TABLE II______________________________________                               Transesteri-   ε-           Unreacted  Diblock  fication inInven-  Capro-  ε- Copolymer                               Diblocktive    lactone Capro-     Intrinsic                               CopolymerExample (%)     lactone (%)                      Viscosity (dl/g)                               (%)______________________________________1       15      0          0.94     62       26      2.7        0.97     73       24      2.8        1        64       24      3.3        0.97     65       24      3.1        1.02     66       24      11         0.97     77       24      0          0.97     58       25      1          0.99     59       25      0          0.98     5______________________________________

Inventive Examples 1-9 (Table II) were prepared under different polymerization residence time, polymerization temperatures, catalyst concentrations, screw mixing elements, and screw speeds. The resulting diblock copolymer has increased intrinsic viscosity relative to the starting PET showed that ring opening polymerization had occurred within these residence times and had increased the polymer's molecular weight. Under the screw speed (150RPM), the extrusion profile gave a narrow residence time distribution of 1 minute. With catalyst concentration (0.09 wt % of polymer) and barrel temperature as indicated in Table I, the residence time of Inventive Example 9 was reduced to 3.7 minutes with a throughput rate of 16 lbs/hr. It gave a complete ring-opening polymerization and minimized the transesterification. Less than 5% transesterification occurred.

Fiber Production:

The polymer pellets as produced in Inventive Example 9 (Table I) were fed into a 1" MPM single screw extruder (L/D=30:1), equipped with a screw of having a long metering zone to stabilize melt pressure at the end of extruder. A reverse temperature profile was selected with a purpose to melt the pellets completely at first and second zones, then decrease the melt temperature in zone 4 and block, and increase the melt viscosity before pumping into a spin pot. The spin pot contained a screen pack and a round spinnerette with 25 holes (0.024"×0.072"). The extrudated filaments went through a heated sleeve and were quenched by ambient air in a 5 meter stack. The yarn was then coated with a spin finish in the spinning line and taken by a godet at a certain speed to form a package.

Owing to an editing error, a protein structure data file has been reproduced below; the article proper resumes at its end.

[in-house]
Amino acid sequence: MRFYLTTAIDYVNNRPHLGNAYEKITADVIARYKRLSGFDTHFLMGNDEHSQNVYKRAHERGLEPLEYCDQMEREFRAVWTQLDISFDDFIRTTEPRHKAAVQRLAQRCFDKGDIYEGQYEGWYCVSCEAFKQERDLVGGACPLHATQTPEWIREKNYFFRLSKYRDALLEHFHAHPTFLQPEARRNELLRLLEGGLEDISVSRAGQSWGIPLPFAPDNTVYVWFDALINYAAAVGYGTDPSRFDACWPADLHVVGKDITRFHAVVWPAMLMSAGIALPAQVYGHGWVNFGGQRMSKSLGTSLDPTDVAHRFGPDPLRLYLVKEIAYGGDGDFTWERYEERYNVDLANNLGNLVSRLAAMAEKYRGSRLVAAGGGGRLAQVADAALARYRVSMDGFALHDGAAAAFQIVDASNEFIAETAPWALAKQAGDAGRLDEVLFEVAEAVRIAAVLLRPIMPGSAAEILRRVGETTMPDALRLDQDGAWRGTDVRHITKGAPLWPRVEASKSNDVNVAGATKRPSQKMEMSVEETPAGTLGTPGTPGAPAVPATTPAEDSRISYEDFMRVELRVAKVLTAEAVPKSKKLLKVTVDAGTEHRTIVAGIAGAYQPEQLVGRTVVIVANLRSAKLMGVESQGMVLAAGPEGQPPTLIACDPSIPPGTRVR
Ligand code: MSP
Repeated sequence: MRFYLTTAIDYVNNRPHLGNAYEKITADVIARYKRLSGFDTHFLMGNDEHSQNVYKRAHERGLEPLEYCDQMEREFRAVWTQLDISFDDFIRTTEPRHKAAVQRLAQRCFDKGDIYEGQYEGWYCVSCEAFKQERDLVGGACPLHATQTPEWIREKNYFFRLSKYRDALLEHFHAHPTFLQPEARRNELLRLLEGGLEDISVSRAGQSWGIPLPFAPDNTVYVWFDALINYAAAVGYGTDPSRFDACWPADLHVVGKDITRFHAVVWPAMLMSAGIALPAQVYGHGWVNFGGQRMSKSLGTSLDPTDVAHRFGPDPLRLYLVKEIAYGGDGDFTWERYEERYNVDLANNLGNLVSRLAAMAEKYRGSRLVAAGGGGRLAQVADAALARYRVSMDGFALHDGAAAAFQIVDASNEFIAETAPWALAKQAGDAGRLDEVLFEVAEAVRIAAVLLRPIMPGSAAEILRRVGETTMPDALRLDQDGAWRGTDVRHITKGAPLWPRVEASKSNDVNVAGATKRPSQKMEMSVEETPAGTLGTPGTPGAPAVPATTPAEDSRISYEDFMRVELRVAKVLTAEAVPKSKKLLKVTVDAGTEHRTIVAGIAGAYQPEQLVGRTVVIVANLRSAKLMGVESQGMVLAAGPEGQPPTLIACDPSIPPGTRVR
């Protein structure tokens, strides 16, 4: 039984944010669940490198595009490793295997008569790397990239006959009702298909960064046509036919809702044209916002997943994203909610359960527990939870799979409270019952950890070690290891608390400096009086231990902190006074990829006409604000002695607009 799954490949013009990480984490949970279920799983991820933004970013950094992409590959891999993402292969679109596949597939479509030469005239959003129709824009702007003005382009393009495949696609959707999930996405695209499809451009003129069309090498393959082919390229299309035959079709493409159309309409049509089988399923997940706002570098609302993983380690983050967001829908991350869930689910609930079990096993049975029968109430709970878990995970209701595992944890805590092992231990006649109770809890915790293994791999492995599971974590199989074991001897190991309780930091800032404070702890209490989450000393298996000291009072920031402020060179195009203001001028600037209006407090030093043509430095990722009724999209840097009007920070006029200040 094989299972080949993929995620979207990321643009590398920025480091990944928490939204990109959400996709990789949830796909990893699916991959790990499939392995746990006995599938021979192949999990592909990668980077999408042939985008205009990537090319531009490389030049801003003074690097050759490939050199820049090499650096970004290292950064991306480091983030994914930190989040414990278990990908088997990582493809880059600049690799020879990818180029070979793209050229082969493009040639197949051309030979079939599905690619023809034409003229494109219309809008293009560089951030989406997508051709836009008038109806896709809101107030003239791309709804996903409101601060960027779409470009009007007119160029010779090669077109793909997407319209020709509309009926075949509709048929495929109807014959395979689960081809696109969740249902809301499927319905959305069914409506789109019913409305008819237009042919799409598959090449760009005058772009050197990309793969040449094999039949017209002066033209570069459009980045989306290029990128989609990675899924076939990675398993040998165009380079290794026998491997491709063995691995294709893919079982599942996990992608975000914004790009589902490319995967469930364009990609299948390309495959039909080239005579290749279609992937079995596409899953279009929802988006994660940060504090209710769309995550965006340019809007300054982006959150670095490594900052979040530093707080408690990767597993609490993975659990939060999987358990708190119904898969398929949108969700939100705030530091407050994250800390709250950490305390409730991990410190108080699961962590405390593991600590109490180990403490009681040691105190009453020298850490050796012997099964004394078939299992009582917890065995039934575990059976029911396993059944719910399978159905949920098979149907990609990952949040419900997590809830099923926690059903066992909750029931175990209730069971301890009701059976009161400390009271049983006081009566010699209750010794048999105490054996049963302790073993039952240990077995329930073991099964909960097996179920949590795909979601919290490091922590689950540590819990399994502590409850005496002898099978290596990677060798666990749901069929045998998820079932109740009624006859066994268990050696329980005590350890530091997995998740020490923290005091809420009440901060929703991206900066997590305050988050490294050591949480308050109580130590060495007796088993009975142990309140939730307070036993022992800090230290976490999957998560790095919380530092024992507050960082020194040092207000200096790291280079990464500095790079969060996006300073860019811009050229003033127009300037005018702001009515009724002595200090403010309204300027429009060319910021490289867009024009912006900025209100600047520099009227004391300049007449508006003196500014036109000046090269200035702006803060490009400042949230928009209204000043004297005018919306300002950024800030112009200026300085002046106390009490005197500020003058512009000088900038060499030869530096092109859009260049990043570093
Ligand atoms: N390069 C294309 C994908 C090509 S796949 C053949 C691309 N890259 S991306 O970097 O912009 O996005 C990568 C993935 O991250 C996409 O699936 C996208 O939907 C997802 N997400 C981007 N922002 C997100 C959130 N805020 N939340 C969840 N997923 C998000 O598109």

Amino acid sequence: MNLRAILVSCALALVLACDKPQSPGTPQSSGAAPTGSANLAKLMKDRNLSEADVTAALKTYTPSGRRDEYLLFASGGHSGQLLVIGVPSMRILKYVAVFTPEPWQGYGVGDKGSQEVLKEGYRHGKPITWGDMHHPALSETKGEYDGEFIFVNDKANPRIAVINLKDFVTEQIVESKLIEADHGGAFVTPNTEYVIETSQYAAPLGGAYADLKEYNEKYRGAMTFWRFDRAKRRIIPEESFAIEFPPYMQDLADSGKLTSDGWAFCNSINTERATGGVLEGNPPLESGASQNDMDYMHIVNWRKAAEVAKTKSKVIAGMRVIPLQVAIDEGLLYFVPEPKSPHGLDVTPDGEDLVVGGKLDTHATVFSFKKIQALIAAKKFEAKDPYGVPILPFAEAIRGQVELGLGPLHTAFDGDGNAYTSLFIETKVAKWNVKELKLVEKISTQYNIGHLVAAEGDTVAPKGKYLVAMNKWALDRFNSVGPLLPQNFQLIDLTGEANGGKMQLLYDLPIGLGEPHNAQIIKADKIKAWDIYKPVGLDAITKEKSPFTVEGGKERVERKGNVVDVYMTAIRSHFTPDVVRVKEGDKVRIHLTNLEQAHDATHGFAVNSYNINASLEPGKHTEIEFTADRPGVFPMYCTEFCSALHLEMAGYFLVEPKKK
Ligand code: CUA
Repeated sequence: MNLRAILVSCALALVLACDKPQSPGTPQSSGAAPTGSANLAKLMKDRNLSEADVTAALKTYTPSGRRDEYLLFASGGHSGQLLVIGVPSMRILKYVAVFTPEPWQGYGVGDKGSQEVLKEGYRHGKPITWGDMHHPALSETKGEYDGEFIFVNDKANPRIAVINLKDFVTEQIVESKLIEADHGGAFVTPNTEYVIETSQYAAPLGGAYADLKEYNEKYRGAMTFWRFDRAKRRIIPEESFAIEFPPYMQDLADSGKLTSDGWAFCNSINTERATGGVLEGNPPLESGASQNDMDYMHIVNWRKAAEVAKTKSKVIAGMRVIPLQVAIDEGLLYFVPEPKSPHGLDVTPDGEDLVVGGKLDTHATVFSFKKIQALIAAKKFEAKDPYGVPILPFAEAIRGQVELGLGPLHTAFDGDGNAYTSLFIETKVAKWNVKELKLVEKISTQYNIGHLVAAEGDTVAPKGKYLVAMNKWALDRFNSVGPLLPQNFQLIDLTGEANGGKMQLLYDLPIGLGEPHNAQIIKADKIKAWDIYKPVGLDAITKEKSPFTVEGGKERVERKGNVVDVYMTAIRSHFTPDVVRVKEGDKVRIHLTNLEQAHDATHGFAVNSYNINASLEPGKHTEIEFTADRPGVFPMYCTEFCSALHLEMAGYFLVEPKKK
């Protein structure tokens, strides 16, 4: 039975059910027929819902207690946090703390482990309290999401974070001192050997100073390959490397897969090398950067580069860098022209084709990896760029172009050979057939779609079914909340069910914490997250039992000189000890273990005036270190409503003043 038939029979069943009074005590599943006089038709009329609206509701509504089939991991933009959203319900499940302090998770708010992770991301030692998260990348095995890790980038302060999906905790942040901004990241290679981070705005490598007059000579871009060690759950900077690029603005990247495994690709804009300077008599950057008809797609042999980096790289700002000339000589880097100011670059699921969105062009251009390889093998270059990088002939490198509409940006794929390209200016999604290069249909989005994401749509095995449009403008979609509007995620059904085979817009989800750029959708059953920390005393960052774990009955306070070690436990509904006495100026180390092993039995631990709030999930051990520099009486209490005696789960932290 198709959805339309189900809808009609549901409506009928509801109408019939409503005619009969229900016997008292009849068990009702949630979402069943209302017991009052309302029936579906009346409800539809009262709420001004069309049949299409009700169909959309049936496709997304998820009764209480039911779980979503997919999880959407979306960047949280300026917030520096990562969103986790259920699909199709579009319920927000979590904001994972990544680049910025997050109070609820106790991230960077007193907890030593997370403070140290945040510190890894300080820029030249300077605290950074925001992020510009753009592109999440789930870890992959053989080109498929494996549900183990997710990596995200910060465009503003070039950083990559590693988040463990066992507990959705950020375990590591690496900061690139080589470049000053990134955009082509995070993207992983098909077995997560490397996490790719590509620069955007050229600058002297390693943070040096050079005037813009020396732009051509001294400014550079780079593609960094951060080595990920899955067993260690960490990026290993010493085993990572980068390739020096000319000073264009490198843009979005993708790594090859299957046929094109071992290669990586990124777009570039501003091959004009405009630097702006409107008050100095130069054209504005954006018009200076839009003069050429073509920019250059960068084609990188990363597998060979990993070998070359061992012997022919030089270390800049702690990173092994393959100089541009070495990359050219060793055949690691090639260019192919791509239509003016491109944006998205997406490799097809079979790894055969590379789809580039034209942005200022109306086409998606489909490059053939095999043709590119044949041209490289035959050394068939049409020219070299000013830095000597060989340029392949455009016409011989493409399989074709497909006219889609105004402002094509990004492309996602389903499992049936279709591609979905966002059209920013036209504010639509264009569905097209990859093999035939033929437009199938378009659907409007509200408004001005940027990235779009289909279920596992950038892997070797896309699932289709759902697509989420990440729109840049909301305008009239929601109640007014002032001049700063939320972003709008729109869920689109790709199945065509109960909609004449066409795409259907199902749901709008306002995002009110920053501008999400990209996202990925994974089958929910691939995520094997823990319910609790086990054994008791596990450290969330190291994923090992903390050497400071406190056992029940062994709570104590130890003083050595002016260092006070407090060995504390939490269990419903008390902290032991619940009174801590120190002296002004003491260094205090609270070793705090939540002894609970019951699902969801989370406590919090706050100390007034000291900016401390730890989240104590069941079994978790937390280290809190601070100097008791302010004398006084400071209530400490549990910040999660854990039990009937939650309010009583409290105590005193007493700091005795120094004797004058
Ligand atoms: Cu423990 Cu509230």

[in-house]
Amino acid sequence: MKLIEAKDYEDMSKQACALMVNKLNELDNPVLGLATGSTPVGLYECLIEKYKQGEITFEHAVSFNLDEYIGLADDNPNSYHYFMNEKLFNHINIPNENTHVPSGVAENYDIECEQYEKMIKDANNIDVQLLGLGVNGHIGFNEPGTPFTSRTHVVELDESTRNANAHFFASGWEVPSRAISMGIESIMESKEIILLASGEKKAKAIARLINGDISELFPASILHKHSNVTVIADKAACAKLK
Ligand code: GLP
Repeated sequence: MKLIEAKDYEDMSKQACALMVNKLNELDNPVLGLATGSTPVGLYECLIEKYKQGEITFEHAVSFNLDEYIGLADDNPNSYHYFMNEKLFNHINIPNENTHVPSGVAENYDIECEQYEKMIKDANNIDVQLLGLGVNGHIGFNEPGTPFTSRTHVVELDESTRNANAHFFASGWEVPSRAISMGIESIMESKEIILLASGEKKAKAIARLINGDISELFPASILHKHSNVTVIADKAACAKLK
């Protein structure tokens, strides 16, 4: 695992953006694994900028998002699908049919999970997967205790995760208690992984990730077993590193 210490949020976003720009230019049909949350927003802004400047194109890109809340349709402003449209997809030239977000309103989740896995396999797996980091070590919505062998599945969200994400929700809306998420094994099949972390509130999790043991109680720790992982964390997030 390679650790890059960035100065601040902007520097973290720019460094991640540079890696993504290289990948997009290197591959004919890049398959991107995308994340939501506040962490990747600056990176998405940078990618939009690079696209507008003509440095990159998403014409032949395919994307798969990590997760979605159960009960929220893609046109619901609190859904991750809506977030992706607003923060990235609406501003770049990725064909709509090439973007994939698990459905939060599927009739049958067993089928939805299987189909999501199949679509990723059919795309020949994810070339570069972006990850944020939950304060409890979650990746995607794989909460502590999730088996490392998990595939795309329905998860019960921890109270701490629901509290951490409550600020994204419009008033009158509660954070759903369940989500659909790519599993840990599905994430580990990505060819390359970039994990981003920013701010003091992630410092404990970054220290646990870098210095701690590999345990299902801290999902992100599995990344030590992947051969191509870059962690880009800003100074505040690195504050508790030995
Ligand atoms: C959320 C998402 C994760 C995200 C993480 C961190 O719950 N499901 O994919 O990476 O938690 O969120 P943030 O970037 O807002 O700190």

The as spun yarn was then fully drawn under different conditions to its maximum draw ratio. The fully drawn yarn was then relaxed to produce fiber with the desired stress-strain curve.

INVENTIVE EXAMPLE 10

The polymer pellets (Inventive Example 9, PET/25% polycaprolactone) were dried and fed into the single screw extruder with the temperature profile indicated in Table III at the screw speed 48 RPM. After extrusion conditions reached its equilibrium with a throughput rate of 50 g/min (2 g/hole/min), the barrel pressure and spin pot pressure reached 1250 psi and 800 psi, respectively The as spun yarn was 1680 denier with birefringence (n=0.00028). Then, the yarn was drawn under conditions 1a and 1b in Table IV and gave the tenacity of 6.1 and 7.1 g/denier, respectively. The fully drawn yarn 1a was 224 denier with melting temperature at 223° C. X-ray diffraction pattern showed the crystalline index of fiber 29% and the crystallite orientation 0.98. The fully drawn yarn 1b was 203 denier with melting temperature at 225° C. X-ray diffraction pattern showed the crystalline index of fiber 27% and the crystallite orientation 0.98. The crystallite size of 1b was smaller that that of 1a, giving enhanced structural connectivity.

                                  TABLE III__________________________________________________________________________    Ex-    truder            ThroughputZone 1    Zone 2        Zone 3            Zone 4                Block                   Spin                      rate  Sleeve Temp                                  Take up speedExample(°C.)    (°C.)        (°C.)            (°C.)                (°C.)                   (°C.)                      (g/min/hole)                            (°C.)                                  (m/min)__________________________________________________________________________10   277 277 277 270 240                   240                      2     185   28011   277 277 277 270 260                   260                      2     235   28012   277 277 277 270 260                   260                      2     185   28014   304 293 293 288 271                   271                      1.6   200   18015   260 260 260 254 250                   260                      1.6   200   180__________________________________________________________________________